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I understand well how postfix and prefix increments/decrements work. But my question is, in a for loop, which is more efficient or faster, and which is more commonly used and why?

Prefix?

for(i = 0; i < 3; ++i) {...}

Or postfix?

for(i = 0; i < 3; i++) {...}
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closed as not constructive by Gabe, mu is too short, Foo Bah, Michael Petrotta, Brian Roach Sep 25 '11 at 5:39

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should not make a difference! –  Saket Sep 25 '11 at 5:39
    
@Saket not true in general, but true for ints in this case –  Foo Bah Sep 25 '11 at 5:39
    
possible duplicate of Difference between i++ and ++i in a for loop –  Michael Petrotta Sep 25 '11 at 5:39
    
possible duplicate of i++ less efficient than ++i, how to show this? –  Brian Roach Sep 25 '11 at 5:39

4 Answers 4

up vote 0 down vote accepted

In this particular case, none is actually more efficient than the other. I would expect ++i to be more commonly used, because that's what would be more efficient for other kinds of iterations, like iterator objects.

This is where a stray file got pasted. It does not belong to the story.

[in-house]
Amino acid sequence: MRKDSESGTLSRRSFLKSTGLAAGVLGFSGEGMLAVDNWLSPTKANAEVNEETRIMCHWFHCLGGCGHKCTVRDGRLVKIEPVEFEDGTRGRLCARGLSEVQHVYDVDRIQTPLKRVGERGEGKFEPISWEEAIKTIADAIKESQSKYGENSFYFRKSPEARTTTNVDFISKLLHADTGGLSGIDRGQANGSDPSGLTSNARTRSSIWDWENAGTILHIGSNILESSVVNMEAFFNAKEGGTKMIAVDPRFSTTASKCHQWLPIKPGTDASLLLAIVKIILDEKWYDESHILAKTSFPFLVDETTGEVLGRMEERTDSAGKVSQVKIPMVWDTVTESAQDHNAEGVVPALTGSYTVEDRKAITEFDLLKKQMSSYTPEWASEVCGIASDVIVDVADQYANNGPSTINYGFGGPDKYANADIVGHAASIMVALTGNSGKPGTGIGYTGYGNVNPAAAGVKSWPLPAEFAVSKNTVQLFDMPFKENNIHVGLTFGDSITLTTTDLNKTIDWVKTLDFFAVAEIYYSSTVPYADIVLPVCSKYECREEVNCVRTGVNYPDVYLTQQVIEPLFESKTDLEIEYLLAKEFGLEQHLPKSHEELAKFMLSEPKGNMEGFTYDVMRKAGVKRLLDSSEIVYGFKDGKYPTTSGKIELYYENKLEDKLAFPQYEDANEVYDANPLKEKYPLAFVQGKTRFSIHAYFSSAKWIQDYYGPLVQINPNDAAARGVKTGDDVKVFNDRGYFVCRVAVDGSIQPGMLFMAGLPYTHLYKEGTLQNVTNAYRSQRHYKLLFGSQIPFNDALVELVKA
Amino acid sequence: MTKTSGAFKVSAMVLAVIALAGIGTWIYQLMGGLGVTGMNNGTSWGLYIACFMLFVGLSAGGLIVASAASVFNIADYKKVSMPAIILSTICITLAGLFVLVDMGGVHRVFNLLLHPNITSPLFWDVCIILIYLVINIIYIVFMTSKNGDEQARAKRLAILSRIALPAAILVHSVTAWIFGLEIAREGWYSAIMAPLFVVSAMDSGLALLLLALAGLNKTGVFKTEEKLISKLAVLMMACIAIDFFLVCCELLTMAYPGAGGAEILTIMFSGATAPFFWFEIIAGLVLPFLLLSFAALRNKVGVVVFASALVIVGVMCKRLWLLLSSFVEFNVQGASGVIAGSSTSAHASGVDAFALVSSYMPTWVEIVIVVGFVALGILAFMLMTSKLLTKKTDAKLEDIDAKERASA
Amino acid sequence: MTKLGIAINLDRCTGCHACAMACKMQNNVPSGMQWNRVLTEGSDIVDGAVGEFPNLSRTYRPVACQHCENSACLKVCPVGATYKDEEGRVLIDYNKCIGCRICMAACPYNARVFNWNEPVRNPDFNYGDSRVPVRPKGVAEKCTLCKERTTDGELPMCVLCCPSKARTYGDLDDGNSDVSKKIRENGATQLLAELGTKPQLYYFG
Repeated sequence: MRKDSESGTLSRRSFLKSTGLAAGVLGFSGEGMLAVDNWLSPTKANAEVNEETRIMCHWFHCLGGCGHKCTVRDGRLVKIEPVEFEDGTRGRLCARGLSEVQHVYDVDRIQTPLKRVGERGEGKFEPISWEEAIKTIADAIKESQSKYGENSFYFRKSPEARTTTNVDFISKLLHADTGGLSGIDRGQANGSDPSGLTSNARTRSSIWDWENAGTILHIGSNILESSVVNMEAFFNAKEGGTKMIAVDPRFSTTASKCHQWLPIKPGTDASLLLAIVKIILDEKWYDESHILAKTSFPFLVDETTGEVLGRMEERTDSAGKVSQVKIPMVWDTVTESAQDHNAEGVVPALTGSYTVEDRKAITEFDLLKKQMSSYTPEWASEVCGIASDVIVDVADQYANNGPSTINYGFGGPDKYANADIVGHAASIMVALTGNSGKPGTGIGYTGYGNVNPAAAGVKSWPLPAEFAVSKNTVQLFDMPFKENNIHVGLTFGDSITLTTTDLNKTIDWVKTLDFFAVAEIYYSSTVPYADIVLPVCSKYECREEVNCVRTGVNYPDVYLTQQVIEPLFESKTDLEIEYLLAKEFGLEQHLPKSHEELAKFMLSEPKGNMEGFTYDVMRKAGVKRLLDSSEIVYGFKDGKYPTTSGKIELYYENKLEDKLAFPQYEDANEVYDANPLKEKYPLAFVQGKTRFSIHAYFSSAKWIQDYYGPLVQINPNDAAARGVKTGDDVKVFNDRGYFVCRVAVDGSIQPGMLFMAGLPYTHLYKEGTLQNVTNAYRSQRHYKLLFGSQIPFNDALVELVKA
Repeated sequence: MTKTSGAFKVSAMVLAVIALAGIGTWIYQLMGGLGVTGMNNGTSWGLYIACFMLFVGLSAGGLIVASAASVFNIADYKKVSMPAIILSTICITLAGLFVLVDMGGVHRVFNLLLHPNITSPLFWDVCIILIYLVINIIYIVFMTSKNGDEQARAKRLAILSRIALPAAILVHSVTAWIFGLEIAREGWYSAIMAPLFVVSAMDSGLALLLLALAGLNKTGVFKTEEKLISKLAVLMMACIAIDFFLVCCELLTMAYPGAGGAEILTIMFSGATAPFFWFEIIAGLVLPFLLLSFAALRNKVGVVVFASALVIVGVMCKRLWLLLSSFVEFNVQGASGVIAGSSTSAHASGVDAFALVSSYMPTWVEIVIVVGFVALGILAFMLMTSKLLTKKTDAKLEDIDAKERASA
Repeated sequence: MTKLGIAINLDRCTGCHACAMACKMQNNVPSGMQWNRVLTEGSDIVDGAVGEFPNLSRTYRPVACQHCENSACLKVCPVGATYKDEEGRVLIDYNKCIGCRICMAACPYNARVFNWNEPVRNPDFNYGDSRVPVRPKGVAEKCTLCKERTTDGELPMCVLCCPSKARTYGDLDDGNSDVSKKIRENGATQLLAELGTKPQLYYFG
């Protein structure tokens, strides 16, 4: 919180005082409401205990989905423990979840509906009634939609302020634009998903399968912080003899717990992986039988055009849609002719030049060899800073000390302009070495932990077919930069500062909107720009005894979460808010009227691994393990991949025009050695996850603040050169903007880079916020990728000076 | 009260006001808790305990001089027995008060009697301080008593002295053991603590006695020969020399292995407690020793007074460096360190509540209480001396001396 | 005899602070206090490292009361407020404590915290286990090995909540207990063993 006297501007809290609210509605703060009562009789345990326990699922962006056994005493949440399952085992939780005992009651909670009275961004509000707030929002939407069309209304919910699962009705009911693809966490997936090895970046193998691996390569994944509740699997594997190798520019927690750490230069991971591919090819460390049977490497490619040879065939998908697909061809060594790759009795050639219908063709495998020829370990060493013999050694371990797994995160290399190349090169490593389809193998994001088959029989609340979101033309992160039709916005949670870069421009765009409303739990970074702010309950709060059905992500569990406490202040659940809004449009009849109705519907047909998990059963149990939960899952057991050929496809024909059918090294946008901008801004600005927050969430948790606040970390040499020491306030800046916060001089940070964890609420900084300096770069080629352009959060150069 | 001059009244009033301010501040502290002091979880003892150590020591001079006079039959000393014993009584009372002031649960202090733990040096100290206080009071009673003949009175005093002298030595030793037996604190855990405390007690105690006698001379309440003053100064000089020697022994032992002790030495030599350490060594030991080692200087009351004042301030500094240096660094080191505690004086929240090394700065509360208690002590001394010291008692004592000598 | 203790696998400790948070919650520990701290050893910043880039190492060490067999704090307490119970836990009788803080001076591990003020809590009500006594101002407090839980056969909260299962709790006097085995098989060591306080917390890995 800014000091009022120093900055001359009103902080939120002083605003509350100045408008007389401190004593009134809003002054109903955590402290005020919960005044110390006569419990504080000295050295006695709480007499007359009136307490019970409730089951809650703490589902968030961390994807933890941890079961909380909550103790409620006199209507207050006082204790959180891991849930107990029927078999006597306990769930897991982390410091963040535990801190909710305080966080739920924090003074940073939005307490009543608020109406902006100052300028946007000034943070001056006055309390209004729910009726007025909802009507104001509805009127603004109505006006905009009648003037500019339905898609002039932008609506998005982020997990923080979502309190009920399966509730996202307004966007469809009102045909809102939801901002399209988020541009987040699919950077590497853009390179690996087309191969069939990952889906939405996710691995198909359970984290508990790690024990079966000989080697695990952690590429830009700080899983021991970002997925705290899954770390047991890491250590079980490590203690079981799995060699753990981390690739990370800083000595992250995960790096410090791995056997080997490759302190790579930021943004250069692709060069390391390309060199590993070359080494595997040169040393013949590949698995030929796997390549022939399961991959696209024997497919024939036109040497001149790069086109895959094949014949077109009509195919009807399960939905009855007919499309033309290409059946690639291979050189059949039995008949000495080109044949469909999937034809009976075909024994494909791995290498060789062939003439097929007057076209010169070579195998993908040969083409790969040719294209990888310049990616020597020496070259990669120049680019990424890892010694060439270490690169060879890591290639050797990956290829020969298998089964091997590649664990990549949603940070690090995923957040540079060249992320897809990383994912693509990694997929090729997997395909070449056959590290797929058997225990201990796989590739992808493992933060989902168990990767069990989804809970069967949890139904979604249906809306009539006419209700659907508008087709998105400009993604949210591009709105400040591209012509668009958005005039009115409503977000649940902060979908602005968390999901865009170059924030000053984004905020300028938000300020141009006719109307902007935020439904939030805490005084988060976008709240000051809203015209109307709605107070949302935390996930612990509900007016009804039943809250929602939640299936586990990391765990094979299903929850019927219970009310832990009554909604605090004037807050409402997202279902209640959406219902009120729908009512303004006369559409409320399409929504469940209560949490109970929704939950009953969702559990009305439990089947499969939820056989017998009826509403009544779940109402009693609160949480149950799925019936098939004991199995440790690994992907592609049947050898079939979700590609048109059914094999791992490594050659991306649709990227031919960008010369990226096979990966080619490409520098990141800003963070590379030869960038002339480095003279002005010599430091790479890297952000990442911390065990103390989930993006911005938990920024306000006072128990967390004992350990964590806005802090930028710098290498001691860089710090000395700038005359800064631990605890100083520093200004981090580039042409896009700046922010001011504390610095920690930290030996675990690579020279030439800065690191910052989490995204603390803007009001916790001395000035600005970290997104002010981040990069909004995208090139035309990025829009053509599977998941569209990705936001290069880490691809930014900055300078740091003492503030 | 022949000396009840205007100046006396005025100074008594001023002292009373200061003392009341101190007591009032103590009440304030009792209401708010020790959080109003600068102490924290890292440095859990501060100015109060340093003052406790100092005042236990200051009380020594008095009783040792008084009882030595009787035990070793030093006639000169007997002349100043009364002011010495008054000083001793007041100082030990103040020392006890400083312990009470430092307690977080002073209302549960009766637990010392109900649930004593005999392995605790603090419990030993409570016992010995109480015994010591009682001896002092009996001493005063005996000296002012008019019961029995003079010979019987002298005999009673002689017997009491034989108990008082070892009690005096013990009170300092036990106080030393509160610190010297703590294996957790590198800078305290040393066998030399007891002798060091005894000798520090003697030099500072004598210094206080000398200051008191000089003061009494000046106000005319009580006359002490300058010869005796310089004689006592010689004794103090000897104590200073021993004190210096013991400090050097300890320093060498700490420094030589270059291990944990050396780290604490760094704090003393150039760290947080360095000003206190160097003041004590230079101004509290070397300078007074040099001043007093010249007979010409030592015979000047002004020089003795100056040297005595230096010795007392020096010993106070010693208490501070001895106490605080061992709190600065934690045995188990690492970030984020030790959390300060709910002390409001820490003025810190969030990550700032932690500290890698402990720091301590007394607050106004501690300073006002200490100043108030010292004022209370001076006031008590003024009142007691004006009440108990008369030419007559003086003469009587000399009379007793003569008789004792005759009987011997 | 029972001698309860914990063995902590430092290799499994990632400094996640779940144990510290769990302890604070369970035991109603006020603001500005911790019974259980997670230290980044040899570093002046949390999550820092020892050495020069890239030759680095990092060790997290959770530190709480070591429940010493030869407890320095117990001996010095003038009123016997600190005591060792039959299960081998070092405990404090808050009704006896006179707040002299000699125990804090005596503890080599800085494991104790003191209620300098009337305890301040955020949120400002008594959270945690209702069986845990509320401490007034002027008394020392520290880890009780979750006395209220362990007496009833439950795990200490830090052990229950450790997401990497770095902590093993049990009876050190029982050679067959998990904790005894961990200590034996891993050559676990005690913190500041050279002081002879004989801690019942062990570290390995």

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Why does it only matter when iterator or object are in use? –  Unheilig Dec 20 '14 at 13:32

Either works, and one is not more efficient or faster than the other in this case. It's common for people to use ++1, maybe because that is what was used in K&R and other influential books.

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There is no reason that ++i (especially in a statement context) needs to create any more "local copies" that i++ does. –  user166390 Sep 25 '11 at 5:51
    
Edited the answer. –  Issun Sep 25 '11 at 6:00

In my opinion, choosing prefix or postfix in a for loop depends on the language itself. In c++ prefix is more efficient and consistent. Because in the prefix type, compiler does not need to copy of unincremented value. Besides your value must not be an integer, if your value is an object than this prefix type is more powerful.

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For ints in this context there is no difference -- the compiler will emit the same code under most optimization levels (I'd venture to say even in the case of no optimization).

In other contexts, like with C++ class instances, there is some difference.

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